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The Chamber Mass Market Paperback – April 1, 1995

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Mass Market Paperback, April 1, 1995
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Editorial Reviews Review

"The decision to bomb the office of the radical Jew lawyer was reached with relative ease." So begins Grisham's legal leviathan The Chamber, a 676-page tome that scrutinizes the death penalty and all of its nuances--from racially motivated murder to the cruel and unusual effects of a malfunctioning gas chamber.

Adam Hall is a 26-year-old attorney, fresh out of law school and working at the best firm in Chicago. He might have been humming Timbuk 3's big hit, "The Future's So Bright, I Gotta Wear Shades," if it wasn't for his psychotic Southern grandfather, Sam Cayhall. Cayhall, a card-carrying member of the KKK, is on death row for killing two men. Knowing his uncle will surely die without his legal expertise, Hall comes to the rescue and puts his dazzling career at stake, while digging up a barnyard of skeletons from his family's past. Grisham fans expecting the typical action-packed plot should ready themselves for a slower pace, well-fleshed-out characters, and heavy doses of sentimentalism.

From Publishers Weekly

Tie-in edition with the forthcoming movie starring Gene Hackman and Faye Dunaway.
Copyright 1996 Reed Business Information, Inc.

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Product Details

  • Mass Market Paperback: 676 pages
  • Publisher: Dell (April 1, 1995)
  • Language: English
  • ISBN-10: 0440220602
  • ISBN-13: 978-0440220602
  • Product Dimensions: 4.1 x 1.1 x 6.8 inches
  • Shipping Weight: 12.8 ounces
  • Average Customer Review: 3.9 out of 5 stars  See all reviews (511 customer reviews)
  • Amazon Best Sellers Rank: #2,052,877 in Books (See Top 100 in Books)

More About the Author

Long before his name became synonymous with the modern legal thriller, John Grisham was working 60-70 hours a week at a small Southaven, Mississippi law practice, squeezing in time before going to the office and during courtroom recesses to work on his hobby--writing his first novel. Born on February 8, 1955 in Jonesboro, Arkansas, to a construction worker and a homemaker, John Grisham as a child dreamed of being a professional baseball player. Realizing he didn't have the right stuff for a pro career, he shifted gears and majored in accounting at Mississippi State University. After graduating from law school at Ole Miss in 1981, he went on to practice law for nearly a decade in Southaven, specializing in criminal defense and personal injury litigation. One day at the DeSoto County courthouse, Grisham overheard the harrowing testimony of a twelve-year-old rape victim and was inspired to start a novel exploring what would have happened if the girl's father had murdered her assailants. Getting up at 5 a.m. every day to get in several hours of writing time before heading off to work, Grisham spent three years on A Time to Kill and finished it in 1987. Initially rejected by many publishers, it was eventually bought by Wynwood Press, who gave it a modest 5,000 copy printing and published it in June 1988.That might have put an end to Grishams hobby. However, he had already begun his next book, and it would quickly turn that hobby into a new full-time career. When he sold the film rights to The Firm to Paramount Pictures for $600,000, Grisham suddenly became a hot property among publishers, and book rights were bought by Doubleday. Spending 47 weeks on The New York Times bestseller list, The Firm became the bestselling novel of 1991.The successes of The Pelican Brief, which hit number one on the New York Times bestseller list, and The Client, which debuted at number one, confirmed Grisham's reputation as the master of the legal thriller. Grisham's success even renewed interest in A Time to Kill, which was republished in hardcover by Doubleday and then in paperback by Dell. This time around, it was a bestseller. Since first publishing A Time to Kill in 1988, Grisham has written one novel a year (his other books are The Firm, The Pelican Brief, The Client, The Chamber, The Rainmaker, The Runaway Jury, The Partner, The Street Lawyer, The Testament, The Brethren, A Painted House, Skipping Christmas, The Summons, The King of Torts, Bleachers, The Last Juror, The Broker, Playing for Pizza, and The Appeal) and all of them have become international bestsellers. There are currently over 225 million John Grisham books in print worldwide, which have been translated into 29 languages. Nine of his novels have been turned into films (The Firm, The Pelican Brief, The Client, A Time to Kill, The Rainmaker, The Chamber, A Painted House, The Runaway Jury, and Skipping Christmas), as was an original screenplay, The Gingerbread Man.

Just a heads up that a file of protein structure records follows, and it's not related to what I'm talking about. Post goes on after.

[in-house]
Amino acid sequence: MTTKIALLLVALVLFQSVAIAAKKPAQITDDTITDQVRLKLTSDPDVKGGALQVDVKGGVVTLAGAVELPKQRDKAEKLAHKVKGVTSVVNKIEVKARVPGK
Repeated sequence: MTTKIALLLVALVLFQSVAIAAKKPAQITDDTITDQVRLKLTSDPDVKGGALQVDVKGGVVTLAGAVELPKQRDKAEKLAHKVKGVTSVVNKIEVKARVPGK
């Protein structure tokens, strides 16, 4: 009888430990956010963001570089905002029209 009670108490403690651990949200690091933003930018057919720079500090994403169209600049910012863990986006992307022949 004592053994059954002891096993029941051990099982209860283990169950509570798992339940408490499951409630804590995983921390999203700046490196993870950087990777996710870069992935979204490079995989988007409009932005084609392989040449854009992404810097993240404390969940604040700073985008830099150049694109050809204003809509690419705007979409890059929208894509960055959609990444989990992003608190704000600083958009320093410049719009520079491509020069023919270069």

Photo credit Maki Galimberti

Customer Reviews

Most Helpful Customer Reviews

36 of 36 people found the following review helpful By Jessica Lux on May 12, 2005
Format: Mass Market Paperback
At first, I thought the title referred to a judge's chambers, but this is actually a book about the gas chamber. It took me a litttle while, but after the halfway point I was really connected with the characters and involved with the book. Grisham manages to make the reader just as torn as the other characters about whether Sam deserves to/should die in the gas chamber for his crimes. I got totally immersed in the book, and spent a lot of time contemplating the death penalty in general. This is a masterful story and a good book for anyone who wants to look at the grey areas of the law and what is right and wrong.